I have returned from this year’s Kansas City, MO Planet Comicon and had a real blast during the event over the weekend. I decided to go as a private citizen instead of a member of the fourth estate so I could simply enjoy the feel of a Con without the added pressure of trying to run down this or that celebrity for an interview or corner an exhibitor, artist or cosplayer. I really wanted to just blend in, relax and enjoy the experience just like everyone else in the crowd. And, I certainly did.
I was able to make a couple of very informative panels. I found actress/dancer, now interior designer – Femi Taylor (of Star Wars and Cats fame) to be a sheer delight to listen to as she recounted her time as Oola in Return of the Jedi. Her description of the difference between her original shoot on a actual sound stage and being asked to return several years later for the re-shooting of her scene for the Lucas “upgrade” to Jedi was quite telling.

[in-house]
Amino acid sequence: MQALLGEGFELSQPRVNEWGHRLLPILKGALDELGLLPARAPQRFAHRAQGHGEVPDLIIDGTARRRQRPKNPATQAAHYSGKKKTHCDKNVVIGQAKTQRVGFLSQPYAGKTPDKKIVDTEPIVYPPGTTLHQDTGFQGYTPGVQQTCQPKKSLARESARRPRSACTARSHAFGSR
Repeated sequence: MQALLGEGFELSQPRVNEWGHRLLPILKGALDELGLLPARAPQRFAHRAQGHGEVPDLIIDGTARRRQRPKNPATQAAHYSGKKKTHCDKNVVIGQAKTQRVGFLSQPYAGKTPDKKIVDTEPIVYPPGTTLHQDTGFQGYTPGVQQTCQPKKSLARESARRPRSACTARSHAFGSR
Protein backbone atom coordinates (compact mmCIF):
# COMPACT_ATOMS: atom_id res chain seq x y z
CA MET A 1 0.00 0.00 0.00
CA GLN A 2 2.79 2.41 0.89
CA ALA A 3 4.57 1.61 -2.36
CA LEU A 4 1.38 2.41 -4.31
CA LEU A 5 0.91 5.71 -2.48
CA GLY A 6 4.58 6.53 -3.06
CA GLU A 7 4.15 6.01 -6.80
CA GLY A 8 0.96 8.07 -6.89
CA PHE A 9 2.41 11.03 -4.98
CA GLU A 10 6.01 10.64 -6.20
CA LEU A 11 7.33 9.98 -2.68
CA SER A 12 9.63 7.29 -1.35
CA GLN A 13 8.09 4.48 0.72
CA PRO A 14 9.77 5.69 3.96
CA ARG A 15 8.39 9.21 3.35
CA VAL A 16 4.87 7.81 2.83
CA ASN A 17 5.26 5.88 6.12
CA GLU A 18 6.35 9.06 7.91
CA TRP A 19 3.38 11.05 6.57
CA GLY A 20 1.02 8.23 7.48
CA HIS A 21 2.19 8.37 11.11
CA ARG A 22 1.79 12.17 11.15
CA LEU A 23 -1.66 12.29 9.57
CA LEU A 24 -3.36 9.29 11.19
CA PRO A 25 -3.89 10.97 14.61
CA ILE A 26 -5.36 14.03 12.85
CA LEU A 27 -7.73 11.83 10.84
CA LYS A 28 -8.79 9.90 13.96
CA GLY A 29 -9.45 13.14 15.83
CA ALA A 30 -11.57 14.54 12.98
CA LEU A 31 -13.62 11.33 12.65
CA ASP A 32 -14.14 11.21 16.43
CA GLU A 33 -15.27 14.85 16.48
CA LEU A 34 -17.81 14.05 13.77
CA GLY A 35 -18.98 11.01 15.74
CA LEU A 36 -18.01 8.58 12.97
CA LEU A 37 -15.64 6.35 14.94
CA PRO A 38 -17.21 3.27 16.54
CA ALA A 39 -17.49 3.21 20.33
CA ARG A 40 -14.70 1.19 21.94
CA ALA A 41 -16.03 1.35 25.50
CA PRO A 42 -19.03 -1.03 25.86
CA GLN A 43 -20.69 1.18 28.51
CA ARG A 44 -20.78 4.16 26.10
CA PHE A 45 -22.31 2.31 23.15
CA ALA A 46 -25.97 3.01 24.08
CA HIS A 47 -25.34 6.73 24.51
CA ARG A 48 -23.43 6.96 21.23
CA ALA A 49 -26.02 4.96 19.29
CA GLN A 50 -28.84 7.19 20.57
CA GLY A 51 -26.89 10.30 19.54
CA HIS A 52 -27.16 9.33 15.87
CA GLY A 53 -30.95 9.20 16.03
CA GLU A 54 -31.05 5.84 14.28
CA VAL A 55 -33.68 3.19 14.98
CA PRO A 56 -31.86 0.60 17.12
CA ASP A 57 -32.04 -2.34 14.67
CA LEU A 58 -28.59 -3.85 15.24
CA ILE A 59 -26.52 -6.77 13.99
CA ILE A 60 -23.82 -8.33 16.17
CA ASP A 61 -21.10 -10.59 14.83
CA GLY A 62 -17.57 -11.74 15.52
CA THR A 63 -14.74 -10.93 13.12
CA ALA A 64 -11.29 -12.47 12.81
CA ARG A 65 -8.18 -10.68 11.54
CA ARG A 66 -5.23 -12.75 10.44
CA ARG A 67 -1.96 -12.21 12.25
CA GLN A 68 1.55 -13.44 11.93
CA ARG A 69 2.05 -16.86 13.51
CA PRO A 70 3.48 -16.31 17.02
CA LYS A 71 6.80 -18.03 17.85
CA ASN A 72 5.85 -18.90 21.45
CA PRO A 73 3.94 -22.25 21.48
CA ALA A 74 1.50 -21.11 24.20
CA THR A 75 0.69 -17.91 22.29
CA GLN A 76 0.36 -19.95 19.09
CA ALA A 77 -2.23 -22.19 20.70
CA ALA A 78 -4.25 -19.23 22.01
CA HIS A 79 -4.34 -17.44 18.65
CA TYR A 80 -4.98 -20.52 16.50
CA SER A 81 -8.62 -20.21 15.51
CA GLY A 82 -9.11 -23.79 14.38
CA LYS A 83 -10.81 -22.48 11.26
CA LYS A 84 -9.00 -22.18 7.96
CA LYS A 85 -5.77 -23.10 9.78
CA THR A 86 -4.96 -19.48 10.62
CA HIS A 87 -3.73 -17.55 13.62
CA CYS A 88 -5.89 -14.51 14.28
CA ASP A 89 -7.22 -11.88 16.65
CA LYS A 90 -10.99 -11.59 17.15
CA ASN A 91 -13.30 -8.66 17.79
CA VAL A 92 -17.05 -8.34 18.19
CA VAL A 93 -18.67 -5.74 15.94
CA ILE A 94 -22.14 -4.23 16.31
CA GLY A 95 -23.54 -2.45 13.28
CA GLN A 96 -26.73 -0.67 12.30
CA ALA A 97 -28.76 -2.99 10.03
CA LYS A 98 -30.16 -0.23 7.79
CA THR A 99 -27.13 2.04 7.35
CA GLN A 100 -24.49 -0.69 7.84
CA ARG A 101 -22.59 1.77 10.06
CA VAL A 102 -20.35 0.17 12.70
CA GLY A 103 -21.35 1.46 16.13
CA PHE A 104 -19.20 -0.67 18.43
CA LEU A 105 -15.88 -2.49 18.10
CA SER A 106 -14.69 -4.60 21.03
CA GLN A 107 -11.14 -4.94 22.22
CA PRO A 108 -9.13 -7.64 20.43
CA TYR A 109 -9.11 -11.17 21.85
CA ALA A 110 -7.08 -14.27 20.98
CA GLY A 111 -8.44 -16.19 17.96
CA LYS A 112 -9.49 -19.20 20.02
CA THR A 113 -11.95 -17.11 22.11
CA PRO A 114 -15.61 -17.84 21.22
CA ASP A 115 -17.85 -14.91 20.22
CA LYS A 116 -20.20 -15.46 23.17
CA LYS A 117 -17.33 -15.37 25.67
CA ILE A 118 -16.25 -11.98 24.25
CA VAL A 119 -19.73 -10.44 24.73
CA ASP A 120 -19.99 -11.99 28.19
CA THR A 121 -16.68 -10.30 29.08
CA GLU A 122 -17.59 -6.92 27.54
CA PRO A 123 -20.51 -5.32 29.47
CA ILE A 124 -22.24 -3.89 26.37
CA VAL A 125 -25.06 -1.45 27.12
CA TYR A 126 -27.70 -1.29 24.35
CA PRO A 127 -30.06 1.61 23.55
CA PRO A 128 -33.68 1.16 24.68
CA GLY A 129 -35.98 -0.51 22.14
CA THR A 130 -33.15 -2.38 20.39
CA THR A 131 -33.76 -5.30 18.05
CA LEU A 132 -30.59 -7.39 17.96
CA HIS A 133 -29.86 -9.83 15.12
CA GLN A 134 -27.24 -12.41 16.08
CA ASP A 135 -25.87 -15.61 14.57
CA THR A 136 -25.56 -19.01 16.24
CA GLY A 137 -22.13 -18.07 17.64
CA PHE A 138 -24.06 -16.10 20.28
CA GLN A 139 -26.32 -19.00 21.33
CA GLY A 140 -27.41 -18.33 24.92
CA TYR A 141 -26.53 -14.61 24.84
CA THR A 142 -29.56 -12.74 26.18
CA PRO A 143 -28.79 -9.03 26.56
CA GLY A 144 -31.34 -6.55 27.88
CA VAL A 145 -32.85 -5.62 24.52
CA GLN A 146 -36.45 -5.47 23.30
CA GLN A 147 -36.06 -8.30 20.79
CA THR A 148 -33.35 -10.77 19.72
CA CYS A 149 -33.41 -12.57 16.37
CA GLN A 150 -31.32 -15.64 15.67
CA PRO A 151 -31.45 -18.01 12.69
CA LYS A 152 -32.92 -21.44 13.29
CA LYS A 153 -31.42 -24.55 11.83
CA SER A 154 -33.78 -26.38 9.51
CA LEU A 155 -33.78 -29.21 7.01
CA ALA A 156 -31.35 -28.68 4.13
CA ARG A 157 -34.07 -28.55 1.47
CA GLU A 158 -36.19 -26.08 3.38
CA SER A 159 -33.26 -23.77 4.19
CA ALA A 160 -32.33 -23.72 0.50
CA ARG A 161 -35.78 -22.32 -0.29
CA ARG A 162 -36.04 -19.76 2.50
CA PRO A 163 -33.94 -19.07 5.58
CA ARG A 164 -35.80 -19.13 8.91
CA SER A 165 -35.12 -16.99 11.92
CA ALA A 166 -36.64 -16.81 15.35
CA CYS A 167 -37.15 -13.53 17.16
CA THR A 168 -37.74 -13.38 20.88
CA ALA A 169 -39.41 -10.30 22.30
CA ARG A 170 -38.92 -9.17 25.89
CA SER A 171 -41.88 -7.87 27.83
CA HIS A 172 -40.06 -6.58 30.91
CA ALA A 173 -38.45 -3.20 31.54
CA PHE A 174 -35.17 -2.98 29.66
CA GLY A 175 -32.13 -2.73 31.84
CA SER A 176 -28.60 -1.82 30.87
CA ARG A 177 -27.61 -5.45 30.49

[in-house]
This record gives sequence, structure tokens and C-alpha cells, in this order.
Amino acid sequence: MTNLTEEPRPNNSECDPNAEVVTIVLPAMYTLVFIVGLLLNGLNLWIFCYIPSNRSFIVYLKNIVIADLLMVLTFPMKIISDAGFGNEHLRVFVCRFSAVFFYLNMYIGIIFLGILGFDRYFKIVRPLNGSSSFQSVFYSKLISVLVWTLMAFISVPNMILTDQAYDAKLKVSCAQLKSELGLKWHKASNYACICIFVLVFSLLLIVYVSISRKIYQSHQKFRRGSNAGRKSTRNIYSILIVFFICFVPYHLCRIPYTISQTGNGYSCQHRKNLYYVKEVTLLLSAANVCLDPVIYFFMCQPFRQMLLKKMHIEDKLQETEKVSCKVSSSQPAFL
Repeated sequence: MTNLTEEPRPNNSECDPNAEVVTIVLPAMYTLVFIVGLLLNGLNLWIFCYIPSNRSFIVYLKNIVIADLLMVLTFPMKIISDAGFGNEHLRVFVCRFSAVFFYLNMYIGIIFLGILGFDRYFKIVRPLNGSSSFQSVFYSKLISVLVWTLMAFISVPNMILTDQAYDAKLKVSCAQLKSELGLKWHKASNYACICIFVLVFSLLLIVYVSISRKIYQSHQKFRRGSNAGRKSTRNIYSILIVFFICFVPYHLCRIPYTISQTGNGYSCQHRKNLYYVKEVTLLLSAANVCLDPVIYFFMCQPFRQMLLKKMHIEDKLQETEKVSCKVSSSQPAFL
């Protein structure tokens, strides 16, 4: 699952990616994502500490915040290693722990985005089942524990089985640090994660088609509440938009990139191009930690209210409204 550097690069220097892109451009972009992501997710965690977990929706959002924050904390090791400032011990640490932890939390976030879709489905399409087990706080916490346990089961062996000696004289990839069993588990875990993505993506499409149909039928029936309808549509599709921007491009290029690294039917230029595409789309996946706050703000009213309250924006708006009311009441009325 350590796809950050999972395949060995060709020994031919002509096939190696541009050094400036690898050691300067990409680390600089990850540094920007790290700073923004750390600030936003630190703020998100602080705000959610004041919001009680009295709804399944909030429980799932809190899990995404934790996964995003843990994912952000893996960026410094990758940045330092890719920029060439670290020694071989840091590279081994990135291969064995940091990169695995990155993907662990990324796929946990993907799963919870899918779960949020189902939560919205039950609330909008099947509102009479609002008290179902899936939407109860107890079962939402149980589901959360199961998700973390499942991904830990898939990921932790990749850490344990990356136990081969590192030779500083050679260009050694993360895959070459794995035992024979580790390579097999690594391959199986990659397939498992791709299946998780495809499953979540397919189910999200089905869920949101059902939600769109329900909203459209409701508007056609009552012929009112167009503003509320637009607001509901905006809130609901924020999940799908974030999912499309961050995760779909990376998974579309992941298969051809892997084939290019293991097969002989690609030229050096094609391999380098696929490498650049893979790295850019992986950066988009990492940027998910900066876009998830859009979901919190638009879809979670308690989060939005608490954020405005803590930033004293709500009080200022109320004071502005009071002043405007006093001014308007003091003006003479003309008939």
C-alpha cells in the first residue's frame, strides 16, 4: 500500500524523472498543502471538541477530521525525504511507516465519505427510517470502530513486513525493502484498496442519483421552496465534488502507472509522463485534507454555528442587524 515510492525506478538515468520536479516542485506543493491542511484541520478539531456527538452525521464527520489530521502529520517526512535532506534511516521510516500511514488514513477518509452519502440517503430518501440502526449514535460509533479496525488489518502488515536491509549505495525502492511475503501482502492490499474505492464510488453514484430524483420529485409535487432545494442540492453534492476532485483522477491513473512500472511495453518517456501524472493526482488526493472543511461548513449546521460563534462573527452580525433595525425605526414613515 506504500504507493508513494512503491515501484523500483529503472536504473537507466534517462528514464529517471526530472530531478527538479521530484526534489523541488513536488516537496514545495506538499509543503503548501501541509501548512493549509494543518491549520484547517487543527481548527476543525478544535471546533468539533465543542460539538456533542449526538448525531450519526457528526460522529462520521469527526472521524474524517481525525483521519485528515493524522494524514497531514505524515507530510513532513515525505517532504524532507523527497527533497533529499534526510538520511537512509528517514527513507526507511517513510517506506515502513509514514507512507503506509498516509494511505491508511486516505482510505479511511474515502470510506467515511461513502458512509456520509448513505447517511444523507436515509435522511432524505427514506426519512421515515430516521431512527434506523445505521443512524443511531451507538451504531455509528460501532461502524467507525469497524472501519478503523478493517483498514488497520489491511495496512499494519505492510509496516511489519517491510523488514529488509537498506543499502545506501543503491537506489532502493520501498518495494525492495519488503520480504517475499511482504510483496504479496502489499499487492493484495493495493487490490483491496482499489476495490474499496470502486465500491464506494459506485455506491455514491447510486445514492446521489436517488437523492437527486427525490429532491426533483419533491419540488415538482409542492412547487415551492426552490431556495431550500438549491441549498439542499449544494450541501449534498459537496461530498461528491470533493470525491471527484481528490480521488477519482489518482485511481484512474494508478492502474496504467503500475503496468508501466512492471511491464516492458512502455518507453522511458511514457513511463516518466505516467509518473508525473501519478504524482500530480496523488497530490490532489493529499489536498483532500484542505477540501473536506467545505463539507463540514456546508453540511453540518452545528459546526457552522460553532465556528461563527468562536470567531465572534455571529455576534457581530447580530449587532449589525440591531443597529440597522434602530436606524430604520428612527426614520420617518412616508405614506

Lee Majors, now 75, was and always will be, well – Lee Majors – a delightfully entertaining man with very fixed ideas on the direction his industry has moved into over the last decade and a briefcase of exciting first-hand, behind-the-scene story accounts of his days on The Big Valley, The Six Million Dollar Man, and his personal favorite – The Fall Guy, which he revealed will be made into a major motion picture starring Dwayne Johnson in his old role. He shared the unheralded and often inglorious work of stunt performers who literally put their lives on the line everyday just to ensure the viewers get nothing but the best realism possible while entertaining us for TV and film. Lee’s own physical body bear the marks of his old stunt days including an upcoming knee-replacement surgery that is the result of years of him doing 80% of his own stunts for his early television and film work.